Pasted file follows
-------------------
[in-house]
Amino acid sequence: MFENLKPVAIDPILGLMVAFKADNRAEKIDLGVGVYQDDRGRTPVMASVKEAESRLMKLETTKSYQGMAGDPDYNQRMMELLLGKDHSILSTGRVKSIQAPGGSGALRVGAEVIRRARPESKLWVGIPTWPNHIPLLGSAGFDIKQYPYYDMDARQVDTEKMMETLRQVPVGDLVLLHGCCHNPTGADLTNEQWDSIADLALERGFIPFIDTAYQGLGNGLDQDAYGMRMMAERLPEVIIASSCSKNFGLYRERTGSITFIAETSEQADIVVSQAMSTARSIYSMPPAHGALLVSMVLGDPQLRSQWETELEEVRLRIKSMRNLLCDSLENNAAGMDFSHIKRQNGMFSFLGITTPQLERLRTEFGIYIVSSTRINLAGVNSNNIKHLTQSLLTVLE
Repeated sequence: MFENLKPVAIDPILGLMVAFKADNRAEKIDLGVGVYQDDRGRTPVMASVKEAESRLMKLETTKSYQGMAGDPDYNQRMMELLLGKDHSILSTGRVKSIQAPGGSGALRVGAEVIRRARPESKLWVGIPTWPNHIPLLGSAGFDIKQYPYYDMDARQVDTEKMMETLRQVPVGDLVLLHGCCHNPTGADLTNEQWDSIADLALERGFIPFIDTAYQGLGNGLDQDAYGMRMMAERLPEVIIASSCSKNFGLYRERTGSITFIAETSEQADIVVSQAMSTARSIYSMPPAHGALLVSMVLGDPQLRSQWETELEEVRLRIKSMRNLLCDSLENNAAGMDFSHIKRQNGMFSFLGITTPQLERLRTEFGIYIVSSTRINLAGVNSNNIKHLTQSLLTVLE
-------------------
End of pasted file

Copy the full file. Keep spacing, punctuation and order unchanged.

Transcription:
[in-house]
Amino acid sequence: MFENLKPVAIDPILGLMVAFKADNRAEKIDLGVGVYQDDRGRTPVMASVKEAESRLMKLETTKSYQGMAGDPDYNQRMMELLLGKDHSILSTGRVKSIQAPGGSGALRVGAEVIRRARPESKLWVGIPTWPNHIPLLGSAGFDIKQYPYYDMDARQVDTEKMMETLRQVPVGDLVLLHGCCHNPTGADLTNEQWDSIADLALERGFIPFIDTAYQGLGNGLDQDAYGMRMMAERLPEVIIASSCSKNFGLYRERTGSITFIAETSEQADIVVSQAMSTARSIYSMPPAHGALLVSMVLGDPQLRSQWETELEEVRLRIKSMRNLLCDSLENNAAGMDFSHIKRQNGMFSFLGITTPQLERLRTEFGIYIVSSTRINLAGVNSNNIKHLTQSLLTVLE
Repeated sequence: MFENLKPVAIDPILGLMVAFKADNRAEKIDLGVGVYQDDRGRTPVMASVKEAESRLMKLETTKSYQGMAGDPDYNQRMMELLLGKDHSILSTGRVKSIQAPGGSGALRVGAEVIRRARPESKLWVGIPTWPNHIPLLGSAGFDIKQYPYYDMDARQVDTEKMMETLRQVPVGDLVLLHGCCHNPTGADLTNEQWDSIADLALERGFIPFIDTAYQGLGNGLDQDAYGMRMMAERLPEVIIASSCSKNFGLYRERTGSITFIAETSEQADIVVSQAMSTARSIYSMPPAHGALLVSMVLGDPQLRSQWETELEEVRLRIKSMRNLLCDSLENNAAGMDFSHIKRQNGMFSFLGITTPQLERLRTEFGIYIVSSTRINLAGVNSNNIKHLTQSLLTVLE